In reality, we can't experience the ultimate truth in our normal state of consciousness. That takes cosmic consciousness. But we can bear in mind the belief that we can merely accept everything that happens as an experience and nothing more. The meaning we put into that experience is a creation of our own ego's idea of the truth, and as holy people tell us, not the real truth that dwells in the soul. In the real state of reality, events have no meaning. They simply exist as part of the divine plan to teach us love. Every meaning we give them points directly back at the ego's plea for satisfaction. We can surrender our lives to God and merely accept what we do and what we experience without making an evaluation because we can have faith that it is God's will.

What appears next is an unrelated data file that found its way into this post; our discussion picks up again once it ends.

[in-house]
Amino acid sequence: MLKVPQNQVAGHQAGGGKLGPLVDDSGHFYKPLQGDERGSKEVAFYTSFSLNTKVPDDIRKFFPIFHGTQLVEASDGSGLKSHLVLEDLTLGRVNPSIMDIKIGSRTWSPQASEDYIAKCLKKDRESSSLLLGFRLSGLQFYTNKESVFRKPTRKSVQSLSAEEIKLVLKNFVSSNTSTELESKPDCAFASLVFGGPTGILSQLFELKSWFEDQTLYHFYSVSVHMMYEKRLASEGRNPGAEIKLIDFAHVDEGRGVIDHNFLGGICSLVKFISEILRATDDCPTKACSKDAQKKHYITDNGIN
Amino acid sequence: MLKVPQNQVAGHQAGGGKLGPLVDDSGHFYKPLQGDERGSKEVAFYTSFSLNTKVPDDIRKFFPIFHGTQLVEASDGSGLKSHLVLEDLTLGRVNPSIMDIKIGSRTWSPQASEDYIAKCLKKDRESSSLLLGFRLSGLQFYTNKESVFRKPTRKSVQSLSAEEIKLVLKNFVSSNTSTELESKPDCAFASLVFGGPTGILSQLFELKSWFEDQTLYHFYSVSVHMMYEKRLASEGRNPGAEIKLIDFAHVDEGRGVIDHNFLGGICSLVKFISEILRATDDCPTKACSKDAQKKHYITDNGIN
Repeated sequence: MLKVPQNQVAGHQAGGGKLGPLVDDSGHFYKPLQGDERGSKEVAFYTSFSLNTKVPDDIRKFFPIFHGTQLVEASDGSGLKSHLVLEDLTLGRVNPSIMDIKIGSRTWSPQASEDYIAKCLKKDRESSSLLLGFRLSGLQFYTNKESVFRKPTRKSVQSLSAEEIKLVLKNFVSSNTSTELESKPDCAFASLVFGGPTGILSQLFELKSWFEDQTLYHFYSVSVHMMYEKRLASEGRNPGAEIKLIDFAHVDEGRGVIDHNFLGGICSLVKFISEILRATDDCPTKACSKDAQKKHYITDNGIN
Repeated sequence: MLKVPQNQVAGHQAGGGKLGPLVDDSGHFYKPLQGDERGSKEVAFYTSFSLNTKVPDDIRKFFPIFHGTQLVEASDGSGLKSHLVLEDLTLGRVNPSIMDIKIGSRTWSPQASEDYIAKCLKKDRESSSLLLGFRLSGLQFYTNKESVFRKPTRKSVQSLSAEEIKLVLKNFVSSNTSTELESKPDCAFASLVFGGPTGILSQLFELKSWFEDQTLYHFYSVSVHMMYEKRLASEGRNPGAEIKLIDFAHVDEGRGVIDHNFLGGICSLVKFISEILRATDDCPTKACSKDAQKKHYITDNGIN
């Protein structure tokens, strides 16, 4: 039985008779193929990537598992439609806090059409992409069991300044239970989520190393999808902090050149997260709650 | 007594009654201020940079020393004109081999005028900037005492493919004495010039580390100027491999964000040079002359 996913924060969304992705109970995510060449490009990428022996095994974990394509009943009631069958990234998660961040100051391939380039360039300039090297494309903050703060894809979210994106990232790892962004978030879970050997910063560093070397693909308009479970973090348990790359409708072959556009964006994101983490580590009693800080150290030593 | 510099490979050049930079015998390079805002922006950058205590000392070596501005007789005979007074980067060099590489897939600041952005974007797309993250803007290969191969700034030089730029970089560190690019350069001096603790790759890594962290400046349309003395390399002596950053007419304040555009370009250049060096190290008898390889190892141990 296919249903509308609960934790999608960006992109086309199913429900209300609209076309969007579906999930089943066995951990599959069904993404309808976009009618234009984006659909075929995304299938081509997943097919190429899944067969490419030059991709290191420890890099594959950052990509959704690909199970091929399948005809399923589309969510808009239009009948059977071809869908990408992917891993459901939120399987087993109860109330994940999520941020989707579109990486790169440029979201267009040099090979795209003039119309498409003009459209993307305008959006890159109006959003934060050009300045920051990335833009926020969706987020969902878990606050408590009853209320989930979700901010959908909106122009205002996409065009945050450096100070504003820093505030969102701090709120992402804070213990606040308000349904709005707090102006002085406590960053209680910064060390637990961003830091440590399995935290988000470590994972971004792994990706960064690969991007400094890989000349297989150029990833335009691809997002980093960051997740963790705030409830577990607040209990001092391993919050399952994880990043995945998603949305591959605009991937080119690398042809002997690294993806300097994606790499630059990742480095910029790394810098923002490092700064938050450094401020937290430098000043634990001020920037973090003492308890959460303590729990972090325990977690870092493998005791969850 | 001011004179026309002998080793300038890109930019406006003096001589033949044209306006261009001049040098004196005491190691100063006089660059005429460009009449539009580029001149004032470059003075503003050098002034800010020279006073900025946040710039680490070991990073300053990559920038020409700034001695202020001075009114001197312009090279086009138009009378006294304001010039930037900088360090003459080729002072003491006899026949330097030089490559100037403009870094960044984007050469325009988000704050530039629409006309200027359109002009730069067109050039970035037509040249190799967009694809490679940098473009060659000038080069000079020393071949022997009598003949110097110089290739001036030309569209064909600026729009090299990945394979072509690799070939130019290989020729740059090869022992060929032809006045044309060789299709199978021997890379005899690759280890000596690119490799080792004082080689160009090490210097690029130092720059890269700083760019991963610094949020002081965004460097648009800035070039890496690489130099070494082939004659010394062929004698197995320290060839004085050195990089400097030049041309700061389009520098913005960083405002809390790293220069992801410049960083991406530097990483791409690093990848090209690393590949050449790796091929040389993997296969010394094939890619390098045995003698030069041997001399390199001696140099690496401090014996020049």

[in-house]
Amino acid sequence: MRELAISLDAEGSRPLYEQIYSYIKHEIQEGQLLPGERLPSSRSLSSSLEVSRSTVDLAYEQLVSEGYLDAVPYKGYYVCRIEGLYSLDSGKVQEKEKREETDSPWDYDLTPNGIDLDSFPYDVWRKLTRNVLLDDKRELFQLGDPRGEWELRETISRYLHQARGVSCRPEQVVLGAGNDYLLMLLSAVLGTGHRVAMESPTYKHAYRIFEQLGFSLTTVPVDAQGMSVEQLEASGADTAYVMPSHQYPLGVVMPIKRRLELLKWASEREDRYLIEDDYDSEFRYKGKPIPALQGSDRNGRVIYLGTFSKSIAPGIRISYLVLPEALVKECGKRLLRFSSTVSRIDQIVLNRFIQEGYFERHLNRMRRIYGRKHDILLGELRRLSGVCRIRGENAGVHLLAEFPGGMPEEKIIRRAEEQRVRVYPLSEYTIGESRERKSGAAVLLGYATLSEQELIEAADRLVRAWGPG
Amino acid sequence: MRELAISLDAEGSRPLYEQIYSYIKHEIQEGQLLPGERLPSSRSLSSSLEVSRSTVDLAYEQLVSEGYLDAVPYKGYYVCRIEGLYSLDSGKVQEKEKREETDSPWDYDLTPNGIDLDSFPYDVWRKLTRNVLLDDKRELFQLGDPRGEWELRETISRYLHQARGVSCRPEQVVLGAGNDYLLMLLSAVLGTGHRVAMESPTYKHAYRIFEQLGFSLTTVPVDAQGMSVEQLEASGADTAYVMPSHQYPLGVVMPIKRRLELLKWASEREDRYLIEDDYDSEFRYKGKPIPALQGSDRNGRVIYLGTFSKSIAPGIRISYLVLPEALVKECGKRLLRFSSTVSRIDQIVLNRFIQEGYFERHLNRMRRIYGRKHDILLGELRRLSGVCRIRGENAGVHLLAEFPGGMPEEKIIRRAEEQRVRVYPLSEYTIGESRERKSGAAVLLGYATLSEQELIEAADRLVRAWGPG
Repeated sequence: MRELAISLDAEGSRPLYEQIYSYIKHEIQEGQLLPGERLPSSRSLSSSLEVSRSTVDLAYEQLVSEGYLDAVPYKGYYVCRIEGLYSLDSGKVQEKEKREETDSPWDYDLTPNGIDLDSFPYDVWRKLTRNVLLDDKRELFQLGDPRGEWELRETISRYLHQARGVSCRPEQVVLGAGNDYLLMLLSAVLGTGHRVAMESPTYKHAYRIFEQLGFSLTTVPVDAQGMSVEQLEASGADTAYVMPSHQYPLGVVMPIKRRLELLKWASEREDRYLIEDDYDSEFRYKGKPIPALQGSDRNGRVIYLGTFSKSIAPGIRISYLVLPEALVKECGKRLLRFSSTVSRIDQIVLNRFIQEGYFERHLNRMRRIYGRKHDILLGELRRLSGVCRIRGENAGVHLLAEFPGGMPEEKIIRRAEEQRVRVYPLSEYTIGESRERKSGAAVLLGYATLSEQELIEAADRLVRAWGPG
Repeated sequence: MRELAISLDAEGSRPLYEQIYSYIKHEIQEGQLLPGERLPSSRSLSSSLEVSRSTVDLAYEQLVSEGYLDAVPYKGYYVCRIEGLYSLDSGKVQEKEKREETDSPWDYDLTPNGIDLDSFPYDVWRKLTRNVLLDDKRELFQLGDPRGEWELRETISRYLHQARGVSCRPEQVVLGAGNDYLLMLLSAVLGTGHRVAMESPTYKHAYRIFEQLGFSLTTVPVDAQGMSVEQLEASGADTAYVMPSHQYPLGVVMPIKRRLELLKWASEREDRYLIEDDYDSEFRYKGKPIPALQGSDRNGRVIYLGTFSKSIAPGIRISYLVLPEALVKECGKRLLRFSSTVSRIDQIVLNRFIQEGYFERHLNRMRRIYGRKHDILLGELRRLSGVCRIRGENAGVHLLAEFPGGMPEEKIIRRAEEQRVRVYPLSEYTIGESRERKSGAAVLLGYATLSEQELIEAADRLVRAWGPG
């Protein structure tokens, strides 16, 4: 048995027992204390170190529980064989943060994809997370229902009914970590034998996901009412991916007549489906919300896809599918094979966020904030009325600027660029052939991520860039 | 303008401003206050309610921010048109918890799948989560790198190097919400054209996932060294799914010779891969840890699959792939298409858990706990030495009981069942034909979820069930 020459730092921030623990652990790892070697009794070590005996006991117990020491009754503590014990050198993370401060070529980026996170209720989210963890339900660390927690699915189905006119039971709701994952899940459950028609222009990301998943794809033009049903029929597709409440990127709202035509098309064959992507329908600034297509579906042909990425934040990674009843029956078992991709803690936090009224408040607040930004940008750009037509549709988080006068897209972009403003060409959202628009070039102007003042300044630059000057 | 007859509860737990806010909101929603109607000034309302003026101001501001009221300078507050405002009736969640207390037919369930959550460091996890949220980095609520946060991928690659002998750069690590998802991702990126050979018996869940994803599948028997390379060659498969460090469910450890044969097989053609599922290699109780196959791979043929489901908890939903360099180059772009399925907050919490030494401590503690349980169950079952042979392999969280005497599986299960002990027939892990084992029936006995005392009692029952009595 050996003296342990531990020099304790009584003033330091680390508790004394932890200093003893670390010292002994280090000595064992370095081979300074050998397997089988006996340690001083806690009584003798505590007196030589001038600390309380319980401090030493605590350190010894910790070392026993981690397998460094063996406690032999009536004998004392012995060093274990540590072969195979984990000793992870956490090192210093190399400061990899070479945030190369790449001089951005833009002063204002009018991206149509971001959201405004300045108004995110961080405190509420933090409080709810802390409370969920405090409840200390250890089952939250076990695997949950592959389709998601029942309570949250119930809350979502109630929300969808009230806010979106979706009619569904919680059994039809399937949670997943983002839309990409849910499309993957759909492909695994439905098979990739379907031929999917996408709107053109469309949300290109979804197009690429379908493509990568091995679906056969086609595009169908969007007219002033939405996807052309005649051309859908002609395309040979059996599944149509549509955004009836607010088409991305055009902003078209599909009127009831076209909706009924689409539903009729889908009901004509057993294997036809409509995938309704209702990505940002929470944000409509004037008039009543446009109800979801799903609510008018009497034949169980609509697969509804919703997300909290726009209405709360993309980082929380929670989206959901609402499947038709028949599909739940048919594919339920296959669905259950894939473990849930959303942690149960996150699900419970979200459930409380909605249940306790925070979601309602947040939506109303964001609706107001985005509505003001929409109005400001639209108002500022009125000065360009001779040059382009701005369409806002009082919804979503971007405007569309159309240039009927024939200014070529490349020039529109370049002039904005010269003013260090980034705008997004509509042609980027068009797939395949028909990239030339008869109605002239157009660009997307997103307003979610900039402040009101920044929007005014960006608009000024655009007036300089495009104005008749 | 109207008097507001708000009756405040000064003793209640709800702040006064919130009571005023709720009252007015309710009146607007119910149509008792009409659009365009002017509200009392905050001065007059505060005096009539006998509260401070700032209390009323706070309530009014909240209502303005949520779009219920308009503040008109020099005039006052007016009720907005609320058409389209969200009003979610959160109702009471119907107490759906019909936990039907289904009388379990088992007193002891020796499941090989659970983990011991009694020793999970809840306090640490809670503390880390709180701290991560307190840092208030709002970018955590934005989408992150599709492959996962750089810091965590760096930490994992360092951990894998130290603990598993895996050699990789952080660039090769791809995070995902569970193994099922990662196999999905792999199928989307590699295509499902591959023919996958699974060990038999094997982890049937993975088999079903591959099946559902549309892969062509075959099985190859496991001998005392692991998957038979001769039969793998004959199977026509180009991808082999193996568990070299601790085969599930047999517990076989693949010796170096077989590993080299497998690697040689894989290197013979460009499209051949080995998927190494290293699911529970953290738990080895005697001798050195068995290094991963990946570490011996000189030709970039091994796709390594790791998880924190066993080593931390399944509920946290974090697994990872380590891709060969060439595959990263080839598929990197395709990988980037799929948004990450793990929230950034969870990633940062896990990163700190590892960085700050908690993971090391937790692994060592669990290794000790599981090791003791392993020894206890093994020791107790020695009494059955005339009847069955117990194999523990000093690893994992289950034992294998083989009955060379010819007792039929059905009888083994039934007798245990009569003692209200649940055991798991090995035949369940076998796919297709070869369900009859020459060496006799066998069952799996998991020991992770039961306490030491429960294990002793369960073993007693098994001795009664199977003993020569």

Jesus had a good time enjoying the company of tax collectors, prostitutes, and thieves. His was a perception of their true nature, not the role these people were playing in that lifetime. If we can look at all people as actors assuming a role, whether saint or sinner, we can accept them without judging them. We have all had lives of being good and lives of being bad, not because it's been a struggle to be good. Rather, we selected lives of opposing dualities as a way of teaching us love and wholeness. Nor do we have to judge ourselves, but merely realize that we chose the lives we have to teach us the same lesson. And our success in life will not come from overcoming what we think is bad about ourselves, but rather, in forgiving our own sins as we come to love ourselves and see only our divine nature. Our success in life will not come from trying to be good, but in trying to achieve unconditional love. And unconditional love doesn't judge, but accepts all things in wholeness. May we all find love in our hearts and accept life as the divine lesson it is without making an ego judgment; In our willingness to only love lies heaven on earth, because in love there is God.